Julia Gillard is surging and Tony Abbott is dipping. This, essentially, is the picture painted by the latest Newspoll survey, the results of which were published on Tuesday by The Australian.
The two political leaders battle to win the hearts of the Australian public. Recently, it appears weighing heavily in favour of the incumbent prime minister, clocking for herself 46 per cent of support coming from voters convinced she is better fit to lead the nation.
Ms Gillard also garnered 37 per cent in approval rating, an improvement by two points from the last opinion poll, leading to a net satisfaction level of negative 15 per cent and effectively climbing from the disapproval pit of 68 per cent she attracted September last year.
More than 12 months after that woeful episode, when the Labor leader stared at a humiliating defeat, she now looks at a lower 52 per cent of Aussies not please with her performance, further improving, Newspoll said, as in gleaned in the past few months.
And over the course of the same period, the opposition leader seems successful only in one thing - driving away as many votes as possible from the public, the Newspoll survey showed.
From the last weekend poll, Mr Abbott saw his approval rating further sinking by three percentage points to 27 per cent, affording him a net satisfaction level of negative 36 per cent as it turned out that as of last Saturday, 63 per cent of voters disapprove his recent actions and behaviours.
Or how Labor has portrayed him lately, the Liberal leader conceded today, admitting to ABC that the government's spirited efforts to discredit him are taking its toll on his poll standing.
Weeks ago, Mr Abbott was called sexist, misogynist and almost everything negative in the books and Newspoll researchers said the campaign appears sinking.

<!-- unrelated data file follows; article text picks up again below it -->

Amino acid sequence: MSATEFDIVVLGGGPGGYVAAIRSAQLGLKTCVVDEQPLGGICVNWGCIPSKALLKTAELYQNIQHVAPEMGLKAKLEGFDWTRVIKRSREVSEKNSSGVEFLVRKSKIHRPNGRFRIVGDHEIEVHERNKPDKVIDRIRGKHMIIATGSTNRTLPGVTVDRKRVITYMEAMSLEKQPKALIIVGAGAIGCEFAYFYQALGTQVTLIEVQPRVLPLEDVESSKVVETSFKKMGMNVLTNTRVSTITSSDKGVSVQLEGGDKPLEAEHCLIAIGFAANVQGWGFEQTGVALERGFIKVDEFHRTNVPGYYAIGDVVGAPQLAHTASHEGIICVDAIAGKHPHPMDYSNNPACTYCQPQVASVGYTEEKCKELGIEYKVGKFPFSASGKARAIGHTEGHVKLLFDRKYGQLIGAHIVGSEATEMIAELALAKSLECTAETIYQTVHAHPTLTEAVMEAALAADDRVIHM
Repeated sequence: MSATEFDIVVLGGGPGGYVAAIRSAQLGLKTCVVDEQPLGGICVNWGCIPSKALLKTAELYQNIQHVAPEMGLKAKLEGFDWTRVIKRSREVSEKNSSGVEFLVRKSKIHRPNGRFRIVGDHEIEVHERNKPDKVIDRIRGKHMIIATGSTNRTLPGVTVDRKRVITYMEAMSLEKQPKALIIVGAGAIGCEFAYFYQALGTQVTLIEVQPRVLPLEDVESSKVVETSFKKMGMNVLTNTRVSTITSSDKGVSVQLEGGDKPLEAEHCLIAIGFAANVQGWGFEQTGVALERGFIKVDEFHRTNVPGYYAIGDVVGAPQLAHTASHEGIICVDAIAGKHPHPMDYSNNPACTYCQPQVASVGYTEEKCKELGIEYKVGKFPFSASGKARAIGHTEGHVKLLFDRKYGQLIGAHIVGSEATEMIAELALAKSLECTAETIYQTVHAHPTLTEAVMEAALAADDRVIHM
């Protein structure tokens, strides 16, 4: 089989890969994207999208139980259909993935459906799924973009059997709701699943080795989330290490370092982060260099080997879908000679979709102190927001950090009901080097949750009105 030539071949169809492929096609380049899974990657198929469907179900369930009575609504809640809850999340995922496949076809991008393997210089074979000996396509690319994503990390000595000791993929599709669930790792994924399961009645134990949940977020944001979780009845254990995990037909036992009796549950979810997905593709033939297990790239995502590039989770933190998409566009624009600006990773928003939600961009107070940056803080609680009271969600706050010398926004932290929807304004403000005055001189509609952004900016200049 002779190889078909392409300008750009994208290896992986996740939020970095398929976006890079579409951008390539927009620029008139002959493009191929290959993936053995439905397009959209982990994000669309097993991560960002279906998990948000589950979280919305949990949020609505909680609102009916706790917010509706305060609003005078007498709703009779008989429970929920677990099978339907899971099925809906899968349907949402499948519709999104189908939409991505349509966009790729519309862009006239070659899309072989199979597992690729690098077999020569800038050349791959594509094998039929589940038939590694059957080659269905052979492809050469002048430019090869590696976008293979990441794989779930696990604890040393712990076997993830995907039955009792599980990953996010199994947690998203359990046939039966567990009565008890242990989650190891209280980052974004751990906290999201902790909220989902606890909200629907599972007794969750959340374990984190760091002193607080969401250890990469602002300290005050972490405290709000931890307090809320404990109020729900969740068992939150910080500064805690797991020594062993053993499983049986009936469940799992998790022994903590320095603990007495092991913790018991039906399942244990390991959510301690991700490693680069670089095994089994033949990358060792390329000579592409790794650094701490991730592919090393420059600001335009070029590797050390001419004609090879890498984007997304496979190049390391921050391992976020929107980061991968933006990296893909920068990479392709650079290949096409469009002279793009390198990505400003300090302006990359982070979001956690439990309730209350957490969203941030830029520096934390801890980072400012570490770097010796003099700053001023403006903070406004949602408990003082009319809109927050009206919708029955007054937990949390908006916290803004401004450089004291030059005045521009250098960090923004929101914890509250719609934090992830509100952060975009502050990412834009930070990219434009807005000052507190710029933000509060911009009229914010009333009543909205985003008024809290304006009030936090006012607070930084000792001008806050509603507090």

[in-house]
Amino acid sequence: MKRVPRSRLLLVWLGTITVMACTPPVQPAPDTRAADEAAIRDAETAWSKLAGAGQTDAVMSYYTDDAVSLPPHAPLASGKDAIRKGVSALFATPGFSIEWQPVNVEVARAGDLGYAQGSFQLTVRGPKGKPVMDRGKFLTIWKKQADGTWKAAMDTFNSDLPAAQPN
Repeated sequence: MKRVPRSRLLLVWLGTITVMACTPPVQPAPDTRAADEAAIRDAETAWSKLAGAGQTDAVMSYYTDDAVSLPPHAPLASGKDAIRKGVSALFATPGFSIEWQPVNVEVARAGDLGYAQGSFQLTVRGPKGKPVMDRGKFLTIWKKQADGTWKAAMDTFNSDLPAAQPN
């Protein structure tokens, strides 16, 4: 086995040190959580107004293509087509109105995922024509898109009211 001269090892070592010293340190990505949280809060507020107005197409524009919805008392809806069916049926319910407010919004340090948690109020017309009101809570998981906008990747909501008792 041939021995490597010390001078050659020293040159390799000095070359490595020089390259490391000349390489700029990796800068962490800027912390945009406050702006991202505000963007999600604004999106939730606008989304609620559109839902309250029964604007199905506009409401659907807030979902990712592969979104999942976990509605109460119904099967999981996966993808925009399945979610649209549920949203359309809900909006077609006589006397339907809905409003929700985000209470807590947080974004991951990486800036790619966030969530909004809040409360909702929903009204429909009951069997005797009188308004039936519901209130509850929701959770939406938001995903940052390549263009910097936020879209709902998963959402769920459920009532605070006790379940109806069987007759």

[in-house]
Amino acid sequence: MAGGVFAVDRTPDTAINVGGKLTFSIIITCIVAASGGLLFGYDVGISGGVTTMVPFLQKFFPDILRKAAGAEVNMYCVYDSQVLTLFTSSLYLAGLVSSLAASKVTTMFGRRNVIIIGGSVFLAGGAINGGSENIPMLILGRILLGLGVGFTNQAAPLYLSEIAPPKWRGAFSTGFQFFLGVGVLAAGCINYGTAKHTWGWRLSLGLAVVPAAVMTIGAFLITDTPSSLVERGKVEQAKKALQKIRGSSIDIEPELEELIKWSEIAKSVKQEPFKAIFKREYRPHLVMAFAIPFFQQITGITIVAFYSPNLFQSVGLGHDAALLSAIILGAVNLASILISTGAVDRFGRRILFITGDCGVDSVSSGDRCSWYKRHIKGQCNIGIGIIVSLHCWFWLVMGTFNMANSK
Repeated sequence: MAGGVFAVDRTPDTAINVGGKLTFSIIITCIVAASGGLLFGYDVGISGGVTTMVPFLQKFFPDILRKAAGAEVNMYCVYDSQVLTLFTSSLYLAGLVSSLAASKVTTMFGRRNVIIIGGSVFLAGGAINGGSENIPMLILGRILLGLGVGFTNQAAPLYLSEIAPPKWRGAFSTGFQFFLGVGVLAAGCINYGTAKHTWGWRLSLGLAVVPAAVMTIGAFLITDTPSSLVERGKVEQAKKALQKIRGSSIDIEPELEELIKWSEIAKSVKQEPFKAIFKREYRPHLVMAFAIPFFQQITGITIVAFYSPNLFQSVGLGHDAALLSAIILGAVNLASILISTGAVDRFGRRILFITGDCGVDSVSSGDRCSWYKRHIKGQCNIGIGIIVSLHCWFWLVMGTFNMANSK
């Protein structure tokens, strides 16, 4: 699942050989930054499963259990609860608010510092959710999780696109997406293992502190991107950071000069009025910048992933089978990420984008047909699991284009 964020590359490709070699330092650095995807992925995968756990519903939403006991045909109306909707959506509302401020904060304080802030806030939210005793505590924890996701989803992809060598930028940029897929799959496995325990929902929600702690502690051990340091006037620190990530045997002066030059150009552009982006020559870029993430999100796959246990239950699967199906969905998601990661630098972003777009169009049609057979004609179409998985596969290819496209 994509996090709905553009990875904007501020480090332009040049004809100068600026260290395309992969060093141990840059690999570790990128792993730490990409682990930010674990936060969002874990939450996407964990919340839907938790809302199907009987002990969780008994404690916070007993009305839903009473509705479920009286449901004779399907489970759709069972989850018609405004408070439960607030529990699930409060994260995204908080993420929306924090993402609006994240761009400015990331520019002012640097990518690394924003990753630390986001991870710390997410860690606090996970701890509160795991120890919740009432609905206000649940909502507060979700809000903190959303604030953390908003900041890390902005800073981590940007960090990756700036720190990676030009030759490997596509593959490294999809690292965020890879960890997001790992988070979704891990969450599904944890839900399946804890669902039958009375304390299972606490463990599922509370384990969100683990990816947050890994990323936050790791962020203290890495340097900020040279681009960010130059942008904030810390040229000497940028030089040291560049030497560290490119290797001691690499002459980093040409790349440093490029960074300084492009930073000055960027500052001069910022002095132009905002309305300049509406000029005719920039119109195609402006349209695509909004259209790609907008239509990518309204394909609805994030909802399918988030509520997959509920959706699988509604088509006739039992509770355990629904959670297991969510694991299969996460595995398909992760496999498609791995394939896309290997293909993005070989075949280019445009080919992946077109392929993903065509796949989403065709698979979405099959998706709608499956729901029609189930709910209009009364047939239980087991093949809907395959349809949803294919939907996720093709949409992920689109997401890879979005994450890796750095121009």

He now lags behind Ms Gillard in the preferred prime minister contest, his 32 per cent support short of 14 points to the total votes mustered by the Labor leader.
In Brisbane today, Mr Abbott refused to comment on the fresh poll data provided by Newspoll, insisting that instead of dwelling on the negatives he would concentrate on formulating policies that would lead to the betterment of Australian households.
The opposition leader has some reason to remain a bit calm at the moment, analysts said, as the primary contest between Labor and the Coalition has indicated that the next government would he headed by a Liberal prime minister - the opposition leads at 43 per cent, climbing by two points, while Labor remains stuck at 36 per cent.
Yet in the two-party preferred department, Labor breathes hard on Liberals neck, the former's 49 per cent just a spit away from the latter's 51 per cent, better actually for the Coalition when compared to the deadlock registered previously by Newspoll.
Analysts, however, suggest that Australia may vote for a Liberal government on 2013 but it would not necessarily mean that Mr Abbot would be the prime minister. They noted that he's nearing the dissatisfaction threshold, in which party leaders were normally booted out by the caucus.
In Mr Abbott's case, the man he deposed earlier, Malcolm Turnbull, could soon turn the table on him. Opinion polls in recent weeks pointed to Mr Turnbull as overwhelmingly more popular than the current Leader of the Opposition.
In the event that the Coalition party room panics and dumps Mr Abbott, for fear that sticking with him will greatly affect the outcome of next year's federal election, Mr Turnbull is the man of choice by the Liberals, according to The Daily Telegraph.
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